Other than Layer, the basic difference in feed is percentage protein. With Layer, the main difference is the added calcium. I'll give you some typicals, but understand. these are approximate. For example, Fred has posted before that some if his feed has a higher percent protein that I'm going to list. You don't have to be precise. Close is close enough, just watch out for the extra calcium with growing chicks. That is a no-no.

    Starter - 20 to 24% Protein
    Grower - 16%
    Layer - 16% (plus calcium)
    Flock Raiser - 20%
    Combined Starter/Grower - 20%
    Developer/Finisher - 15%

    What they are called can be different too. Flock Raiser might be called something else. The Developer/Finisher I can get is called Grower/Finisher. Just look at the label and see what you are dealing with.

    The general recommendation is to feed a higher percent protein the first month or two to help them get a good start. (See how general this is. One month or two months, it doesn't matter. Whenever the bag runs out switch over. Or mix the feeds if you wish. Or keep feeding it until it runs out.) Whenever that bag runs out, switch to a lower protein feed to kind of slow their growth and give them time for their skeleton and internal organs to mature. When they start to lay, give them extra calcium for the egg shells. That can either be Layer or some calcium supplement on the side, usually oyster shells.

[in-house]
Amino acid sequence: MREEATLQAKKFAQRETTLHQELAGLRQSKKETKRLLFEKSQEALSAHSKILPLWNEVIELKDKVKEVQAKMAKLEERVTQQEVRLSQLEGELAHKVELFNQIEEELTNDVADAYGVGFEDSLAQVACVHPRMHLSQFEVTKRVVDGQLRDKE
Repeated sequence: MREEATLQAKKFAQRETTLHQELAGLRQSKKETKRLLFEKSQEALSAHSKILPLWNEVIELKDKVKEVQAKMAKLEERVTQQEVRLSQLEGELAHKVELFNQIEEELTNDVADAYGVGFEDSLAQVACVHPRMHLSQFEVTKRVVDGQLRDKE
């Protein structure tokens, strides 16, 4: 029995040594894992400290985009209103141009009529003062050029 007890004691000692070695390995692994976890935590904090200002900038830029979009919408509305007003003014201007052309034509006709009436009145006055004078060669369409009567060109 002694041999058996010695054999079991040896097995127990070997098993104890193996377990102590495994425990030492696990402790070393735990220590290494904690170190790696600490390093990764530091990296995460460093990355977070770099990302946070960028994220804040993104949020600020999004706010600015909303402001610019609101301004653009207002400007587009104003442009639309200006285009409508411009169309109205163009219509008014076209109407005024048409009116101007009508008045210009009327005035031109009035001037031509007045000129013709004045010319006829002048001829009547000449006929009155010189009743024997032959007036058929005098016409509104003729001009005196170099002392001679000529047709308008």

Plenty of people start them on the combined Starter/Grower or Flock Raiser and feed that until they switch to Layer or maybe they stay on it and just offer oyster shell on the side. Or maybe at 4 weeks, 8 weeks, or 13 weeks, they switch to a lower protein feed. They all do well. It is not that critical.

    The basic rule is to stay away from the higher calcium feed until they start to lay and need it for egg shells. I personally don't feed higher than a 20% protein feed after 8 weeks, prefering to slow down their growth a bit, but this is more personal preference than any written law.
     
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  9. Mavrk

    Mavrk Chillin' With My Peeps

    What would I look for on the label to be able to tell if their "scratch" is good feed vs a treat? I will ask them about this the next time I am in there. The higher protein of the starter is what I was concerned about. I did find another feed store not too far away and I might check to see what they carry. Just as an added bit of information, I did not get the medicated starter because I did not notice that was an option when I bought the feed. Would it be a good idea to start medicated feed?